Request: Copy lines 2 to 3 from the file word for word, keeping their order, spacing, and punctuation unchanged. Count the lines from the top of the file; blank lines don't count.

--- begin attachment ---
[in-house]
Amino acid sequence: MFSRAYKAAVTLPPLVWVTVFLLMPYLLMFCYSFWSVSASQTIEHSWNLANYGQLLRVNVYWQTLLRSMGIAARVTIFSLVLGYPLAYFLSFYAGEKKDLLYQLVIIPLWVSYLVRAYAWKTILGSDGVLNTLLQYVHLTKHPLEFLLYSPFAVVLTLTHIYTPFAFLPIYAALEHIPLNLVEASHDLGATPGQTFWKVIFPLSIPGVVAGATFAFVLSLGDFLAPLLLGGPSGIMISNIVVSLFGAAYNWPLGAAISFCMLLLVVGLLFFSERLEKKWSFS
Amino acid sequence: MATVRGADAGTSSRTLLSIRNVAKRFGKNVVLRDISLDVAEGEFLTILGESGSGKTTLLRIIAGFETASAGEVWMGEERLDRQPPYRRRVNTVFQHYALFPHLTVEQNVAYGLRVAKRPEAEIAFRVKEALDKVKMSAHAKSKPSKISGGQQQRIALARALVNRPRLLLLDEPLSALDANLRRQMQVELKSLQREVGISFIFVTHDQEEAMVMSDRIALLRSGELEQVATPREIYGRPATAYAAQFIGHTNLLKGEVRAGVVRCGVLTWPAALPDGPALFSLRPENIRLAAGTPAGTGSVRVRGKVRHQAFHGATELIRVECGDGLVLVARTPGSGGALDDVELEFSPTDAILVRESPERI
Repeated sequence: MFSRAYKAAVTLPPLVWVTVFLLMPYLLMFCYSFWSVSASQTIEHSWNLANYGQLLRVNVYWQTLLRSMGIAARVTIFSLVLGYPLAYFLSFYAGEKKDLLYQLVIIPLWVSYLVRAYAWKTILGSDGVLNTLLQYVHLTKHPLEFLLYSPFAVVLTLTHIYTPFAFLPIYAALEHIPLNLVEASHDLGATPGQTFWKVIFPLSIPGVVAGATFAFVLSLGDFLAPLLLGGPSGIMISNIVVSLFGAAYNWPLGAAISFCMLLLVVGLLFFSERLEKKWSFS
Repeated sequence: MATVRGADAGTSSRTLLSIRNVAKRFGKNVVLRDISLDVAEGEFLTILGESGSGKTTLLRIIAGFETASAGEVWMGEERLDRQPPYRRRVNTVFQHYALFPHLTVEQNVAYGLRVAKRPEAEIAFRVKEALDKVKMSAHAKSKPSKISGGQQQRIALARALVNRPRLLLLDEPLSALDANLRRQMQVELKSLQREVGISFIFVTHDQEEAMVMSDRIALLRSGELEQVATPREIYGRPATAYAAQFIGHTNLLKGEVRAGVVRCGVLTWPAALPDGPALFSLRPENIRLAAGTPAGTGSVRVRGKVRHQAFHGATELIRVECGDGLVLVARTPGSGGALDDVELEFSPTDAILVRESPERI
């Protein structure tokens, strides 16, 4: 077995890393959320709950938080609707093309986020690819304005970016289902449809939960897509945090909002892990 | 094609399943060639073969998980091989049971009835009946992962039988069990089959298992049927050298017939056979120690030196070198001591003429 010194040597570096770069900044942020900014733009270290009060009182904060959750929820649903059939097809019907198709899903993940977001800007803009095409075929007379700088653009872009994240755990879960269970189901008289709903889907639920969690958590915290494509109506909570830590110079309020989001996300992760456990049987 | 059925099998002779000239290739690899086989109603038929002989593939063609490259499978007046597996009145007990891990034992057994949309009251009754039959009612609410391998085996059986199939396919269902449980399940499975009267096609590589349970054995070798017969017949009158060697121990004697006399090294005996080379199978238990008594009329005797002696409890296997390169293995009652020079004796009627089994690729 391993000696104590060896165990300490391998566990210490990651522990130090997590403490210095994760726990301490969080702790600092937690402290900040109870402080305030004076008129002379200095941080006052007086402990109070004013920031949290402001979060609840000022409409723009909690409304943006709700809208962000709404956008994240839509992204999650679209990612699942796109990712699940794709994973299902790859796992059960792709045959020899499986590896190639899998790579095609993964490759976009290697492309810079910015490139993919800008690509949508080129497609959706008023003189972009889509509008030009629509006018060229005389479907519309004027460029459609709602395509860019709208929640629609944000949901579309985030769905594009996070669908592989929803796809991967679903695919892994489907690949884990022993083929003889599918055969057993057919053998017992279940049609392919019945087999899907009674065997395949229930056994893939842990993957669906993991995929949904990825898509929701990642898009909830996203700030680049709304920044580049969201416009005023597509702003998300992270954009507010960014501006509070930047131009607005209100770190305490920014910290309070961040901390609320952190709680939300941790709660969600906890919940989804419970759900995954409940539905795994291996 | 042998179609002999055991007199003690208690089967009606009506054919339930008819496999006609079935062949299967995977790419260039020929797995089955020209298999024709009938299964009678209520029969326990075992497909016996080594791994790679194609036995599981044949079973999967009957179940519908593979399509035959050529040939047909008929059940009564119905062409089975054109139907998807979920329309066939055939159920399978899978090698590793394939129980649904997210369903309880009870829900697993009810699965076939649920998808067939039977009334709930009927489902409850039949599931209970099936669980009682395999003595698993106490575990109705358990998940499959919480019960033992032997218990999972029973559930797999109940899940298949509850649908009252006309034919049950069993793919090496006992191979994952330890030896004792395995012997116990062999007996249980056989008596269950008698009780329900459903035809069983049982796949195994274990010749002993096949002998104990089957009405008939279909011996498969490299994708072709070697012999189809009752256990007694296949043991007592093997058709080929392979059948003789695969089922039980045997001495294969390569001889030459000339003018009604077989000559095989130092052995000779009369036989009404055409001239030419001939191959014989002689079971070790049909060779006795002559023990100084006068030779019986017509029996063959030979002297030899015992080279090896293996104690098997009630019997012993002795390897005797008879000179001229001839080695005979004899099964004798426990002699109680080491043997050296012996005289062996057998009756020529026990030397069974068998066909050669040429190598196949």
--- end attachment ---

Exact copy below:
Amino acid sequence: MFSRAYKAAVTLPPLVWVTVFLLMPYLLMFCYSFWSVSASQTIEHSWNLANYGQLLRVNVYWQTLLRSMGIAARVTIFSLVLGYPLAYFLSFYAGEKKDLLYQLVIIPLWVSYLVRAYAWKTILGSDGVLNTLLQYVHLTKHPLEFLLYSPFAVVLTLTHIYTPFAFLPIYAALEHIPLNLVEASHDLGATPGQTFWKVIFPLSIPGVVAGATFAFVLSLGDFLAPLLLGGPSGIMISNIVVSLFGAAYNWPLGAAISFCMLLLVVGLLFFSERLEKKWSFS
Amino acid sequence: MATVRGADAGTSSRTLLSIRNVAKRFGKNVVLRDISLDVAEGEFLTILGESGSGKTTLLRIIAGFETASAGEVWMGEERLDRQPPYRRRVNTVFQHYALFPHLTVEQNVAYGLRVAKRPEAEIAFRVKEALDKVKMSAHAKSKPSKISGGQQQRIALARALVNRPRLLLLDEPLSALDANLRRQMQVELKSLQREVGISFIFVTHDQEEAMVMSDRIALLRSGELEQVATPREIYGRPATAYAAQFIGHTNLLKGEVRAGVVRCGVLTWPAALPDGPALFSLRPENIRLAAGTPAGTGSVRVRGKVRHQAFHGATELIRVECGDGLVLVARTPGSGGALDDVELEFSPTDAILVRESPERI